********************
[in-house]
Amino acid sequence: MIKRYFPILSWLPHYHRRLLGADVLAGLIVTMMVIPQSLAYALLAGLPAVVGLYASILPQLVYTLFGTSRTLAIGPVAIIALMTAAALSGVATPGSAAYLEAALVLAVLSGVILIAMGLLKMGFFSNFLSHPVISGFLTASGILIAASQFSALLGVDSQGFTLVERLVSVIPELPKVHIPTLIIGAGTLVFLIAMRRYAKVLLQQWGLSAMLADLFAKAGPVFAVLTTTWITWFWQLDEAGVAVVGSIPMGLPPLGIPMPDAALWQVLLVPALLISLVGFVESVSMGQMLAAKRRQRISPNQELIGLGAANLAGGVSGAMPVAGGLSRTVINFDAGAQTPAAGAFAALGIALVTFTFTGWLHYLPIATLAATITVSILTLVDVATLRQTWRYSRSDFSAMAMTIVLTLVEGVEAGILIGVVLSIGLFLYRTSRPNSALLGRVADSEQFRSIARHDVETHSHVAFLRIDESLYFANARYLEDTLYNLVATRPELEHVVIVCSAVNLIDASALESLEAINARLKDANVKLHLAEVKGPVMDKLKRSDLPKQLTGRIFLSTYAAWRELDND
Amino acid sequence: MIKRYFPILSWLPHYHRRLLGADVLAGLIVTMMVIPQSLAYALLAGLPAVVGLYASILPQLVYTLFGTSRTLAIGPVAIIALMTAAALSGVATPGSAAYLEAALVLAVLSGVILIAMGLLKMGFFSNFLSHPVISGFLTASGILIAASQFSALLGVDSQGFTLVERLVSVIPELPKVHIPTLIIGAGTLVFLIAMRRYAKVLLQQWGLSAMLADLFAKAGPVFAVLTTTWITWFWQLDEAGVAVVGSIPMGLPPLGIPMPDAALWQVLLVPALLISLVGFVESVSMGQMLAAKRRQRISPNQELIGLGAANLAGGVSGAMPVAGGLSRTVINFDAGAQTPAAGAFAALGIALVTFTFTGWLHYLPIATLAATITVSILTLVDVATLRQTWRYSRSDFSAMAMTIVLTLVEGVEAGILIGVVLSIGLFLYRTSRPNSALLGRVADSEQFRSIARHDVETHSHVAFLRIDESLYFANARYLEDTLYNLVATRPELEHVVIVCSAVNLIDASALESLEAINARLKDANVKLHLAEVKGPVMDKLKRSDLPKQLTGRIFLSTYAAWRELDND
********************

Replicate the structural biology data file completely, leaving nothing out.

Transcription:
[in-house]
Amino acid sequence: MIKRYFPILSWLPHYHRRLLGADVLAGLIVTMMVIPQSLAYALLAGLPAVVGLYASILPQLVYTLFGTSRTLAIGPVAIIALMTAAALSGVATPGSAAYLEAALVLAVLSGVILIAMGLLKMGFFSNFLSHPVISGFLTASGILIAASQFSALLGVDSQGFTLVERLVSVIPELPKVHIPTLIIGAGTLVFLIAMRRYAKVLLQQWGLSAMLADLFAKAGPVFAVLTTTWITWFWQLDEAGVAVVGSIPMGLPPLGIPMPDAALWQVLLVPALLISLVGFVESVSMGQMLAAKRRQRISPNQELIGLGAANLAGGVSGAMPVAGGLSRTVINFDAGAQTPAAGAFAALGIALVTFTFTGWLHYLPIATLAATITVSILTLVDVATLRQTWRYSRSDFSAMAMTIVLTLVEGVEAGILIGVVLSIGLFLYRTSRPNSALLGRVADSEQFRSIARHDVETHSHVAFLRIDESLYFANARYLEDTLYNLVATRPELEHVVIVCSAVNLIDASALESLEAINARLKDANVKLHLAEVKGPVMDKLKRSDLPKQLTGRIFLSTYAAWRELDND
Amino acid sequence: MIKRYFPILSWLPHYHRRLLGADVLAGLIVTMMVIPQSLAYALLAGLPAVVGLYASILPQLVYTLFGTSRTLAIGPVAIIALMTAAALSGVATPGSAAYLEAALVLAVLSGVILIAMGLLKMGFFSNFLSHPVISGFLTASGILIAASQFSALLGVDSQGFTLVERLVSVIPELPKVHIPTLIIGAGTLVFLIAMRRYAKVLLQQWGLSAMLADLFAKAGPVFAVLTTTWITWFWQLDEAGVAVVGSIPMGLPPLGIPMPDAALWQVLLVPALLISLVGFVESVSMGQMLAAKRRQRISPNQELIGLGAANLAGGVSGAMPVAGGLSRTVINFDAGAQTPAAGAFAALGIALVTFTFTGWLHYLPIATLAATITVSILTLVDVATLRQTWRYSRSDFSAMAMTIVLTLVEGVEAGILIGVVLSIGLFLYRTSRPNSALLGRVADSEQFRSIARHDVETHSHVAFLRIDESLYFANARYLEDTLYNLVATRPELEHVVIVCSAVNLIDASALESLEAINARLKDANVKLHLAEVKGPVMDKLKRSDLPKQLTGRIFLSTYAAWRELDND